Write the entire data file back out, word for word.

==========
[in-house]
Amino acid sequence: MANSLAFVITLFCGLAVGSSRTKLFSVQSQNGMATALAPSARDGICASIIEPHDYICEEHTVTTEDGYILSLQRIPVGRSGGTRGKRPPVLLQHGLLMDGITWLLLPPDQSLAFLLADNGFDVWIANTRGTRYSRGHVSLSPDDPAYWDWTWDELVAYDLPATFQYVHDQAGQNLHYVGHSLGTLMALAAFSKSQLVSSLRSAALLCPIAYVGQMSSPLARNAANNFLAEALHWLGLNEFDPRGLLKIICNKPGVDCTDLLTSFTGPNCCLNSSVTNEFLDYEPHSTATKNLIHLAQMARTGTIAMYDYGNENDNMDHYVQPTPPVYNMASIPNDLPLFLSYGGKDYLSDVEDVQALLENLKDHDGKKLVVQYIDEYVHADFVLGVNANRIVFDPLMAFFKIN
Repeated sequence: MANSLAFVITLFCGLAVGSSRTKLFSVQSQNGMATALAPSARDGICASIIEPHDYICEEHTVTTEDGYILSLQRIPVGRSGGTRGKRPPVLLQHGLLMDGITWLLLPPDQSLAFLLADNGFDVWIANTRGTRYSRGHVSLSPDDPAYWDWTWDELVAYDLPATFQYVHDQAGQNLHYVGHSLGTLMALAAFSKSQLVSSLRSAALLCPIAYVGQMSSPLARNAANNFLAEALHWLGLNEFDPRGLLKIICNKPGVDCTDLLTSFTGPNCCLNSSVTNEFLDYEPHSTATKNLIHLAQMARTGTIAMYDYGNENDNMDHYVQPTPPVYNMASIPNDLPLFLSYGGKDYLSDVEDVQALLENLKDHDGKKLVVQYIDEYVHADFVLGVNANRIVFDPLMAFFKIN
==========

[in-house]
Amino acid sequence: MANSLAFVITLFCGLAVGSSRTKLFSVQSQNGMATALAPSARDGICASIIEPHDYICEEHTVTTEDGYILSLQRIPVGRSGGTRGKRPPVLLQHGLLMDGITWLLLPPDQSLAFLLADNGFDVWIANTRGTRYSRGHVSLSPDDPAYWDWTWDELVAYDLPATFQYVHDQAGQNLHYVGHSLGTLMALAAFSKSQLVSSLRSAALLCPIAYVGQMSSPLARNAANNFLAEALHWLGLNEFDPRGLLKIICNKPGVDCTDLLTSFTGPNCCLNSSVTNEFLDYEPHSTATKNLIHLAQMARTGTIAMYDYGNENDNMDHYVQPTPPVYNMASIPNDLPLFLSYGGKDYLSDVEDVQALLENLKDHDGKKLVVQYIDEYVHADFVLGVNANRIVFDPLMAFFKIN
Repeated sequence: MANSLAFVITLFCGLAVGSSRTKLFSVQSQNGMATALAPSARDGICASIIEPHDYICEEHTVTTEDGYILSLQRIPVGRSGGTRGKRPPVLLQHGLLMDGITWLLLPPDQSLAFLLADNGFDVWIANTRGTRYSRGHVSLSPDDPAYWDWTWDELVAYDLPATFQYVHDQAGQNLHYVGHSLGTLMALAAFSKSQLVSSLRSAALLCPIAYVGQMSSPLARNAANNFLAEALHWLGLNEFDPRGLLKIICNKPGVDCTDLLTSFTGPNCCLNSSVTNEFLDYEPHSTATKNLIHLAQMARTGTIAMYDYGNENDNMDHYVQPTPPVYNMASIPNDLPLFLSYGGKDYLSDVEDVQALLENLKDHDGKKLVVQYIDEYVHADFVLGVNANRIVFDPLMAFFKIN